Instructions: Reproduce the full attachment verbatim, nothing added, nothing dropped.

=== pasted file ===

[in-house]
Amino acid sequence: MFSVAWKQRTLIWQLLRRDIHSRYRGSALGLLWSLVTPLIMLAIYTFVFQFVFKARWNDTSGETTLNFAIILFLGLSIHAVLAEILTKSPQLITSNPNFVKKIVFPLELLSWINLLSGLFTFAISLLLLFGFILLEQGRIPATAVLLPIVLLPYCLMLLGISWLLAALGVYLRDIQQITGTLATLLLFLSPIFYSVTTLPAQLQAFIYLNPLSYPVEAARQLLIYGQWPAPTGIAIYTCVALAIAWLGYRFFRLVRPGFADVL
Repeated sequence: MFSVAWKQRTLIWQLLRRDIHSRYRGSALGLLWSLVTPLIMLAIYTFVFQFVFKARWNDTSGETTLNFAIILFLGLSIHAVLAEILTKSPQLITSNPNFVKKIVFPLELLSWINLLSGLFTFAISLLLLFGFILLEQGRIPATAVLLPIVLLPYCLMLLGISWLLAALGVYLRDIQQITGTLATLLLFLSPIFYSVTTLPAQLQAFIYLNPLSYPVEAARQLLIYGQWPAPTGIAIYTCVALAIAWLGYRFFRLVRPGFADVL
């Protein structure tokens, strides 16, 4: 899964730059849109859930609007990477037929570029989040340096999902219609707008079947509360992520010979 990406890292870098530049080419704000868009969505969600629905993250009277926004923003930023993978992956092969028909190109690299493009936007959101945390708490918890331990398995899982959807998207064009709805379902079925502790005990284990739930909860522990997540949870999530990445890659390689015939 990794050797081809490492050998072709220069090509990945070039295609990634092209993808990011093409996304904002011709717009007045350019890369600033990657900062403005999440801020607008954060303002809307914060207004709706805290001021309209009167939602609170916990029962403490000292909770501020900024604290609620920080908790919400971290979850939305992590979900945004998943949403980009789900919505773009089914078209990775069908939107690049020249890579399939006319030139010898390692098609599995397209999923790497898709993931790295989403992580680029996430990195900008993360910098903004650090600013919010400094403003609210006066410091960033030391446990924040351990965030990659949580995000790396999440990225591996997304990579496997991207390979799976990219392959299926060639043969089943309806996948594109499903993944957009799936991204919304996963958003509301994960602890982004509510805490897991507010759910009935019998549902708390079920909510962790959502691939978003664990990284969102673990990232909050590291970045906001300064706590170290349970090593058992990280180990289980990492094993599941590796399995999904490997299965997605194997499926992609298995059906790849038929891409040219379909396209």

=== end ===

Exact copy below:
[in-house]
Amino acid sequence: MFSVAWKQRTLIWQLLRRDIHSRYRGSALGLLWSLVTPLIMLAIYTFVFQFVFKARWNDTSGETTLNFAIILFLGLSIHAVLAEILTKSPQLITSNPNFVKKIVFPLELLSWINLLSGLFTFAISLLLLFGFILLEQGRIPATAVLLPIVLLPYCLMLLGISWLLAALGVYLRDIQQITGTLATLLLFLSPIFYSVTTLPAQLQAFIYLNPLSYPVEAARQLLIYGQWPAPTGIAIYTCVALAIAWLGYRFFRLVRPGFADVL
Repeated sequence: MFSVAWKQRTLIWQLLRRDIHSRYRGSALGLLWSLVTPLIMLAIYTFVFQFVFKARWNDTSGETTLNFAIILFLGLSIHAVLAEILTKSPQLITSNPNFVKKIVFPLELLSWINLLSGLFTFAISLLLLFGFILLEQGRIPATAVLLPIVLLPYCLMLLGISWLLAALGVYLRDIQQITGTLATLLLFLSPIFYSVTTLPAQLQAFIYLNPLSYPVEAARQLLIYGQWPAPTGIAIYTCVALAIAWLGYRFFRLVRPGFADVL
């Protein structure tokens, strides 16, 4: 899964730059849109859930609007990477037929570029989040340096999902219609707008079947509360992520010979 990406890292870098530049080419704000868009969505969600629905993250009277926004923003930023993978992956092969028909190109690299493009936007959101945390708490918890331990398995899982959807998207064009709805379902079925502790005990284990739930909860522990997540949870999530990445890659390689015939 990794050797081809490492050998072709220069090509990945070039295609990634092209993808990011093409996304904002011709717009007045350019890369600033990657900062403005999440801020607008954060303002809307914060207004709706805290001021309209009167939602609170916990029962403490000292909770501020900024604290609620920080908790919400971290979850939305992590979900945004998943949403980009789900919505773009089914078209990775069908939107690049020249890579399939006319030139010898390692098609599995397209999923790497898709993931790295989403992580680029996430990195900008993360910098903004650090600013919010400094403003609210006066410091960033030391446990924040351990965030990659949580995000790396999440990225591996997304990579496997991207390979799976990219392959299926060639043969089943309806996948594109499903993944957009799936991204919304996963958003509301994960602890982004509510805490897991507010759910009935019998549902708390079920909510962790959502691939978003664990990284969102673990990232909050590291970045906001300064706590170290349970090593058992990280180990289980990492094993599941590796399995999904490997299965997605194997499926992609298995059906790849038929891409040219379909396209």